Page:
“To say that Kurt Schwitters was an amazingly versatile artist and anticipated much is such an absurd understatement that the remark is almost Dada.”
“And so you will understand why we have had enough of Dada. The mirror that indignantly rejects your worthy countenance, that in mirroring it banishes it, such a mirror does not love you, it is in love with the very opposite.”
To perpetually imitate KS is to be as unlike him as one could conceive. He was always pushing forward into the untried. But it is not for every artist to cross a boundary into the unknown. Some of us might be better suited to settling the frontier. There may be some among us more appropriately equipped to continue investigating the discoveries of a pioneering original— by sharing these visual concepts with a broader audience, by weaving them into a greater tapestry of the visual landscape, and, with a bit of luck, by finding a way to fuse our unique perspective with what has been handed off to us, in order to express new ideas that further cultivate a valuation of the past.
I am not an expert on Dada or the relationship of Schwitters with the phenomenon. I am always learning more. I just know that he was never fully accepted by the movement at its peak, and that he was compelled to articulate his own vision of Merz. Perhaps much of it relates to Fascist oppression and the resulting geographic disruption, but I’ve always believed there was more to it than that. More important to me is an ongoing effort to unravel the underlying differences. A certain veneration for painting, design, and the aesthetics of beauty probably set KS apart from some of his rejectionist or surrealist contemporaries, but that is what gives his creations a unique, seminal power for me and for others. His perseverance in the face of daunting circumstances and a professed goal of “creating relationships, preferably between all things in the world” fly in the face of a nihilist orientation. Although I remain awed by surrealism in collage, and I am as tickled by irreverent juxtapositions as the next guy, there is an inherent pessimism or metaphysical anarchy in the “art of weirdness” that never seems to resonate with my deepest creative urge. I cannot say that I fully understand that, or that I am not occasionally moved to place a fish head on a reclining nude or mask a face with a front-loading washer. Is it even productive for me to engage in such self-analysis? Or, is it important only to submit to the most undeniable inner motivations when in the studio, sorting through another pile of visual fragments that await an intuitive response?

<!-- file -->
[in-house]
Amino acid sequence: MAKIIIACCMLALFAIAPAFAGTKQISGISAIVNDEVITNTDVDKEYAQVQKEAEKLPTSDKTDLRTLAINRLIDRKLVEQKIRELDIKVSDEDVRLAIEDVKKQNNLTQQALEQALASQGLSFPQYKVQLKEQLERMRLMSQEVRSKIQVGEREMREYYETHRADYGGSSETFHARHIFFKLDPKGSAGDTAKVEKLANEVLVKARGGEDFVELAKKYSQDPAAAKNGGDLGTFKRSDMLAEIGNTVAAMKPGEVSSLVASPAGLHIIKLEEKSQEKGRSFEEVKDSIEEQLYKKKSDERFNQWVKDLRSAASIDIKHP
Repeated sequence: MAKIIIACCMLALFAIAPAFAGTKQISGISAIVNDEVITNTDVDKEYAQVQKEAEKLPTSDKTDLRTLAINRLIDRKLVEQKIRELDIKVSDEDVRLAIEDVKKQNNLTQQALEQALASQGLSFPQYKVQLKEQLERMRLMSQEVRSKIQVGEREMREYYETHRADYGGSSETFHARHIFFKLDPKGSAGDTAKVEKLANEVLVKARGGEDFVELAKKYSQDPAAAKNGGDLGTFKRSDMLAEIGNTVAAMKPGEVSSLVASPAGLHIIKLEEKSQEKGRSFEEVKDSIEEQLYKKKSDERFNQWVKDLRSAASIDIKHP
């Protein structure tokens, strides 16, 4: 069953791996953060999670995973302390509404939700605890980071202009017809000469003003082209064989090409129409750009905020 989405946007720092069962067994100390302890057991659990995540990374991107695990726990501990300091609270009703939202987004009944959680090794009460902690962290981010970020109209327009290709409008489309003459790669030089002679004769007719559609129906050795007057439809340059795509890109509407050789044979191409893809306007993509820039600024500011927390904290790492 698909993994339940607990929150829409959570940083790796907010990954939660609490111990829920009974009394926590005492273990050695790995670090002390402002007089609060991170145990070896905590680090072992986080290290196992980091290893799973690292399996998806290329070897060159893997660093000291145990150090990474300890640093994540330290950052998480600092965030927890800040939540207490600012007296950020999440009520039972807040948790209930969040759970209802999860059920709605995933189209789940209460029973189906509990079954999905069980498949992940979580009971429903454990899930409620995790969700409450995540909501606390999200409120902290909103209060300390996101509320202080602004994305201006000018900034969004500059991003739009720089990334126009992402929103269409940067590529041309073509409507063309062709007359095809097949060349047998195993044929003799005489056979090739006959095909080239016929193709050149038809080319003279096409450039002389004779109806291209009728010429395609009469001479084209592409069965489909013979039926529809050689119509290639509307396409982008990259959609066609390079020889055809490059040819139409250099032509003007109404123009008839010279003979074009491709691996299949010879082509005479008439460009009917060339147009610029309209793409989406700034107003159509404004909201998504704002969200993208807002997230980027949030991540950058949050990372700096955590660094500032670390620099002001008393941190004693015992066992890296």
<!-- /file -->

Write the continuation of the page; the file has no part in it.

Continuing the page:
collage artifact by J A Dixon
collection of Nancy and Charles Martindale